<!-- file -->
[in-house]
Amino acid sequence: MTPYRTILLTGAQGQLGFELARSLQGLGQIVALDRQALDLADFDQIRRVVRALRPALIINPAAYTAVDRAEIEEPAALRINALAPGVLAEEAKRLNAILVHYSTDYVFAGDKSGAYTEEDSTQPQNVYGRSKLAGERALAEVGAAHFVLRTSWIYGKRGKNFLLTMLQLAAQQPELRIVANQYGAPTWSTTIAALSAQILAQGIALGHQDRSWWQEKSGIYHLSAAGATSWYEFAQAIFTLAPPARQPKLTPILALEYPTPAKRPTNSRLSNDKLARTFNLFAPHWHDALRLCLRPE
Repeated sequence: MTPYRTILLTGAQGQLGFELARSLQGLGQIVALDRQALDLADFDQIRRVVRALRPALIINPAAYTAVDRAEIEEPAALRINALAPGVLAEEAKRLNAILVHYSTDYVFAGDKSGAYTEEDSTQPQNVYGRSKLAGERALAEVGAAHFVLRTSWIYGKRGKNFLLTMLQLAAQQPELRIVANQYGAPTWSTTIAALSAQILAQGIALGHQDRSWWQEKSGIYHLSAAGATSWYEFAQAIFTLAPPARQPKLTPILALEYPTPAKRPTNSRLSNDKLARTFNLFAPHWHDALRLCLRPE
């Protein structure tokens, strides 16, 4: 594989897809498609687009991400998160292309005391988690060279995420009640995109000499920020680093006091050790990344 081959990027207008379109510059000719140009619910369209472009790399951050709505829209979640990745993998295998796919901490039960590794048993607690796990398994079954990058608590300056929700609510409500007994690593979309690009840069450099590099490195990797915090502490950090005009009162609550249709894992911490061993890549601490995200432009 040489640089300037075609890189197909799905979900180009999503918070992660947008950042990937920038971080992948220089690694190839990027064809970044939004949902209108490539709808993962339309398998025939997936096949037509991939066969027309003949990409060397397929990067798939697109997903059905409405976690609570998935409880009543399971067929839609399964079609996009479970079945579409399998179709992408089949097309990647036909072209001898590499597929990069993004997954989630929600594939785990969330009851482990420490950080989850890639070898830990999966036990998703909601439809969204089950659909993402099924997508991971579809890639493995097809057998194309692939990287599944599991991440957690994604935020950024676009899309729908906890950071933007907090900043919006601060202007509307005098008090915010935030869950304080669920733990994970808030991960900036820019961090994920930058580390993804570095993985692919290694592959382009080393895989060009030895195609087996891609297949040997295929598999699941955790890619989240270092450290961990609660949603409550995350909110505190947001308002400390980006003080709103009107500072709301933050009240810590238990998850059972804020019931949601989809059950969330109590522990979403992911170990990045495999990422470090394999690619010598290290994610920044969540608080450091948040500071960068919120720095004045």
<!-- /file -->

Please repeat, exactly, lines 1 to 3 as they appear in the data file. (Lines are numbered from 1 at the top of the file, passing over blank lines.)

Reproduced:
[in-house]
Amino acid sequence: MTPYRTILLTGAQGQLGFELARSLQGLGQIVALDRQALDLADFDQIRRVVRALRPALIINPAAYTAVDRAEIEEPAALRINALAPGVLAEEAKRLNAILVHYSTDYVFAGDKSGAYTEEDSTQPQNVYGRSKLAGERALAEVGAAHFVLRTSWIYGKRGKNFLLTMLQLAAQQPELRIVANQYGAPTWSTTIAALSAQILAQGIALGHQDRSWWQEKSGIYHLSAAGATSWYEFAQAIFTLAPPARQPKLTPILALEYPTPAKRPTNSRLSNDKLARTFNLFAPHWHDALRLCLRPE
Repeated sequence: MTPYRTILLTGAQGQLGFELARSLQGLGQIVALDRQALDLADFDQIRRVVRALRPALIINPAAYTAVDRAEIEEPAALRINALAPGVLAEEAKRLNAILVHYSTDYVFAGDKSGAYTEEDSTQPQNVYGRSKLAGERALAEVGAAHFVLRTSWIYGKRGKNFLLTMLQLAAQQPELRIVANQYGAPTWSTTIAALSAQILAQGIALGHQDRSWWQEKSGIYHLSAAGATSWYEFAQAIFTLAPPARQPKLTPILALEYPTPAKRPTNSRLSNDKLARTFNLFAPHWHDALRLCLRPE